Death of a Lake by Arthur Upfield. It's out of print, but you can still find copies at AbeBooks.
Raymond Gillen goes swimming in Lake Otway one night and is never seen again. Also missing is the £12,000 he won in a lottery. Now, thanks to an intense drought, the lake is drying up and the inhabitants of the sheep station are on edge.
The book's hero is Inspector Napoleon Bonaparte, a half-European, half-Aborigine who's working undercover as a horsebreaker and watching events unfold. The cast of characters includes the cook and her nubile young daughter who have been playing one man against another since before Gillem's disappearance. Death of a Lake offers a convincing portrayal of life in the outback where seven people who don't really like each other are forced by circumstances and their isolation to work, live and eat together.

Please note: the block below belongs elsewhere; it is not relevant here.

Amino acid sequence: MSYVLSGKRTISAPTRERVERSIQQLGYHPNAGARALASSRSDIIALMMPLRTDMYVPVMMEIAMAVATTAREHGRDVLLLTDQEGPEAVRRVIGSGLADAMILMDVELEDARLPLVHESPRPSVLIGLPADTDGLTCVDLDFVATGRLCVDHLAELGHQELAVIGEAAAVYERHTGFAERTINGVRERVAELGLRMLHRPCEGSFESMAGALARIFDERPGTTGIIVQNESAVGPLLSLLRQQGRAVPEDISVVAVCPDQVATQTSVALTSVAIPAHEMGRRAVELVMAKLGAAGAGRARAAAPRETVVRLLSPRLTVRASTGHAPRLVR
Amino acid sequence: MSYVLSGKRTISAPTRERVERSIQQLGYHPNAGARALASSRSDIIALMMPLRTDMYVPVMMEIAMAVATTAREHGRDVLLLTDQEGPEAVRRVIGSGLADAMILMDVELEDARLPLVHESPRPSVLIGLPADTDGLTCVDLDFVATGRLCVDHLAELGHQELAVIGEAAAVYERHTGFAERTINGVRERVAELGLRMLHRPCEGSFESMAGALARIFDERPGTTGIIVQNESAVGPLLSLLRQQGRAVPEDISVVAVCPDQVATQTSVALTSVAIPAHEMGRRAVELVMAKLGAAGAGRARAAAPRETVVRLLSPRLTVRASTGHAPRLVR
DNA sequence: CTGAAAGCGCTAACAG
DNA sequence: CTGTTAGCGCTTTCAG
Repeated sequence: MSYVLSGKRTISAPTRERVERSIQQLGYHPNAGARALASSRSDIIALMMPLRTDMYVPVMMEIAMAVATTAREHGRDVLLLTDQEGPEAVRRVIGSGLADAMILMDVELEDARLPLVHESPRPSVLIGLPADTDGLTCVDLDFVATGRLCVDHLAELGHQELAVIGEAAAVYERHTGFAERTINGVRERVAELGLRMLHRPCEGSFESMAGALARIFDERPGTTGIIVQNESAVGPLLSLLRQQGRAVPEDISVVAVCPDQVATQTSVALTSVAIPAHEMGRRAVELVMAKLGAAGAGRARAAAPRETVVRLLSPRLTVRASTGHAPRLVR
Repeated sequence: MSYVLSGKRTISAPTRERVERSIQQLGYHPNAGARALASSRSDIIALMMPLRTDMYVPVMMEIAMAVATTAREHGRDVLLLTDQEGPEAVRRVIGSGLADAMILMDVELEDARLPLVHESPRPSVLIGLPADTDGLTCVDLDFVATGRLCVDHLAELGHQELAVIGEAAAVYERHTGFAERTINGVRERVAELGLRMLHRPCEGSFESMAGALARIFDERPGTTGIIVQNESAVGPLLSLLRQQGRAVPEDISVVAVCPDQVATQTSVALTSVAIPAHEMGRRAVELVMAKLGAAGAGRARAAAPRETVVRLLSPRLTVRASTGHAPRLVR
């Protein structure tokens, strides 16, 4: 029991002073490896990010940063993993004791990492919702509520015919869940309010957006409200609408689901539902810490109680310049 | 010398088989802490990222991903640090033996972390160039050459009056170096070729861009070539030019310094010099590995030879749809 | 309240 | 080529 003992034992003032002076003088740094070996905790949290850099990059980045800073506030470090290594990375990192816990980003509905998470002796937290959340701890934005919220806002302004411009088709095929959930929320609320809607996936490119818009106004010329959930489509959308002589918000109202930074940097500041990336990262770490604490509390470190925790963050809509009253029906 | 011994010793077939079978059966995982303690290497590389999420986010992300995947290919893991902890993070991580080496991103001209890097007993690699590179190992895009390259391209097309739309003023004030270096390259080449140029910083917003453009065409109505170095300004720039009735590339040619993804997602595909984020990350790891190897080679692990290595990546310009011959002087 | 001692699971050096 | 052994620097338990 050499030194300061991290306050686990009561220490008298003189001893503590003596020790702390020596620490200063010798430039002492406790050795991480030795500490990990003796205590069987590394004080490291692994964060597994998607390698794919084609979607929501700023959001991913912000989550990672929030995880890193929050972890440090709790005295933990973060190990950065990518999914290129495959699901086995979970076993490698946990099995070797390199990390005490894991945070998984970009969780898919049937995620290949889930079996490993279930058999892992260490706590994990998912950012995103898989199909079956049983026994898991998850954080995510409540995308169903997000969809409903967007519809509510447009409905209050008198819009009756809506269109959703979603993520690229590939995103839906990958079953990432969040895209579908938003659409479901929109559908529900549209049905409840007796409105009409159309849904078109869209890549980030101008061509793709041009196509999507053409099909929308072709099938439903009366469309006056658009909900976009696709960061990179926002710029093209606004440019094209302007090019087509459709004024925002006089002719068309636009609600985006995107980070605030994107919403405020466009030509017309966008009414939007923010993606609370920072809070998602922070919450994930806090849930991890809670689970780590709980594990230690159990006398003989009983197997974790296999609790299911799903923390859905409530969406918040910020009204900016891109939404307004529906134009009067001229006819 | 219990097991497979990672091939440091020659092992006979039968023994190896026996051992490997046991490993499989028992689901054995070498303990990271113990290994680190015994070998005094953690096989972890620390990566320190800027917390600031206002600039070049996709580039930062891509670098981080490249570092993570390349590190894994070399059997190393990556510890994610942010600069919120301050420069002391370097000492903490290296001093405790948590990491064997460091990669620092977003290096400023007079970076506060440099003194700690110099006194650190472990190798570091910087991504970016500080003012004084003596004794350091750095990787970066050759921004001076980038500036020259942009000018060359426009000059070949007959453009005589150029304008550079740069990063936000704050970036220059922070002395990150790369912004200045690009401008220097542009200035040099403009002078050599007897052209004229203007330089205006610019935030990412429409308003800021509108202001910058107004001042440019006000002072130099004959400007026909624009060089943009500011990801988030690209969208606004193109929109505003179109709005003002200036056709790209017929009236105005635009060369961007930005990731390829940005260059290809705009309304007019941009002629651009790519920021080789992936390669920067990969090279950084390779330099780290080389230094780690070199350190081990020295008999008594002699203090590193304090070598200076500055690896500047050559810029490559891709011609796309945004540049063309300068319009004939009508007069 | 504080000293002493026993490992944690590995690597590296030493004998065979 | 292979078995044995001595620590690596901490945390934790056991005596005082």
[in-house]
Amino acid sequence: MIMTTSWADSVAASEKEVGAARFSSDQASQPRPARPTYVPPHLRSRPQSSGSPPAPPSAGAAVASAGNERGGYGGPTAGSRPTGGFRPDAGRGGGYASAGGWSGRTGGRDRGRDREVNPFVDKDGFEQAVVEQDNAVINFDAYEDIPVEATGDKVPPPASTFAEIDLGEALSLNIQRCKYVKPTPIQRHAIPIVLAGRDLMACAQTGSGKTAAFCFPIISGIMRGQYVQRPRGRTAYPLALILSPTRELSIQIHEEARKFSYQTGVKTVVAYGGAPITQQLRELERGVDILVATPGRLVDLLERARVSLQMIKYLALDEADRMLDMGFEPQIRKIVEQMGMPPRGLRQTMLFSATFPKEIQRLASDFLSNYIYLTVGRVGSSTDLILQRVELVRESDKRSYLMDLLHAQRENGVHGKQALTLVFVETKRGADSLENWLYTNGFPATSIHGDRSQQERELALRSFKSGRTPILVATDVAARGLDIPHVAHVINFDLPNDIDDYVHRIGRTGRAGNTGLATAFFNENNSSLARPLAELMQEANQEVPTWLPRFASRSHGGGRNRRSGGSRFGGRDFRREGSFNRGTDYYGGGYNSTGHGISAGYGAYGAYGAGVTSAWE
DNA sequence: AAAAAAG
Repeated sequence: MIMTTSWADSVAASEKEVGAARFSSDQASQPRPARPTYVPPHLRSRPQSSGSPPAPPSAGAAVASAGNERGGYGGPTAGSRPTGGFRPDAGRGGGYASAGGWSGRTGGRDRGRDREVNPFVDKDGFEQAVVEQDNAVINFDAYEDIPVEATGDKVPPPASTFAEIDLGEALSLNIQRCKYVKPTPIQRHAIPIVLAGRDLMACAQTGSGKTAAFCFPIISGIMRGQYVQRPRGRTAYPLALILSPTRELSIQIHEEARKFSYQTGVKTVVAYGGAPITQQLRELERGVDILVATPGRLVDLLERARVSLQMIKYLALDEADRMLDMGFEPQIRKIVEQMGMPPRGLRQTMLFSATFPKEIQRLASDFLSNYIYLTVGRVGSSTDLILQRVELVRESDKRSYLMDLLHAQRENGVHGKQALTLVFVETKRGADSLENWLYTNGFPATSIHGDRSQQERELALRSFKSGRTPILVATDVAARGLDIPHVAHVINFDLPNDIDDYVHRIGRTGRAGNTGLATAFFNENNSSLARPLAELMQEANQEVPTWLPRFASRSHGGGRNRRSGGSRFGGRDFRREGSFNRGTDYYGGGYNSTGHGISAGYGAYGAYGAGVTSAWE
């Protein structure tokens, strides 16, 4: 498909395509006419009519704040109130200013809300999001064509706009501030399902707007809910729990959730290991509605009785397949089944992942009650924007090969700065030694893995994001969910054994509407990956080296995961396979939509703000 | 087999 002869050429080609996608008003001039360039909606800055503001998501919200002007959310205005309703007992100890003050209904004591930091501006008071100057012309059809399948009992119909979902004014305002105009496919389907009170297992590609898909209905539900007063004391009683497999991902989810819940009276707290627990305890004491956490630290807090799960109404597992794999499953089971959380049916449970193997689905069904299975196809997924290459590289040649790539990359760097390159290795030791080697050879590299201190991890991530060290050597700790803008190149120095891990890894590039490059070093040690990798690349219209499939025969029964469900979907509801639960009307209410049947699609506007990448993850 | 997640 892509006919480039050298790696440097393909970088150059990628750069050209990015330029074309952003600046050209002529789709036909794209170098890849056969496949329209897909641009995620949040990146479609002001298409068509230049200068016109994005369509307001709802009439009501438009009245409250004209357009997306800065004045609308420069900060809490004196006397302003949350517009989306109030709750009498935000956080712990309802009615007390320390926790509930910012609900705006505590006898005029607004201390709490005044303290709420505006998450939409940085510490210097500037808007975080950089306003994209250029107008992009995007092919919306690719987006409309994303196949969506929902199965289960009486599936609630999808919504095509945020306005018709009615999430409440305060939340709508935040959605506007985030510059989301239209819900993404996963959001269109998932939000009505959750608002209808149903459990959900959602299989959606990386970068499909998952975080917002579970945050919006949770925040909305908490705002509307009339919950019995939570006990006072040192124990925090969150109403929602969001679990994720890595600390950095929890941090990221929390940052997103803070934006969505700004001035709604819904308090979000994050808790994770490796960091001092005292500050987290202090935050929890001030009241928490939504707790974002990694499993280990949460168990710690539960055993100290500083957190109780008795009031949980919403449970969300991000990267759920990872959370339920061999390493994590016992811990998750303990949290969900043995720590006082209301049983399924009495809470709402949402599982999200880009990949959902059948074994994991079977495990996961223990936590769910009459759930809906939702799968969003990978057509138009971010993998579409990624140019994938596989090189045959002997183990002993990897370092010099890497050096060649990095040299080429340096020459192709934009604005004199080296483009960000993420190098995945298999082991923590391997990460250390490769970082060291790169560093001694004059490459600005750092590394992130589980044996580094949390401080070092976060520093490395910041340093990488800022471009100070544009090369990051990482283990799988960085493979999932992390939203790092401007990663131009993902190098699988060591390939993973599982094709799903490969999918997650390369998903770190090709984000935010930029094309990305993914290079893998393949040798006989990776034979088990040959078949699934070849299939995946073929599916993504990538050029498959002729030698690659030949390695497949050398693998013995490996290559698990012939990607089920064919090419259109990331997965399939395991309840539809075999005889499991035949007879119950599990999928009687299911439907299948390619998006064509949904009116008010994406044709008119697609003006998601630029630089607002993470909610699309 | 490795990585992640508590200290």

But the book's most compelling character is the landscape: The lush 17-foot lake has attracted waterfowl and wild animals in great numbers. And rabbits. The depiction of the lake's last days is as thrilling and disturbing as any murder scene. And those rabbits ...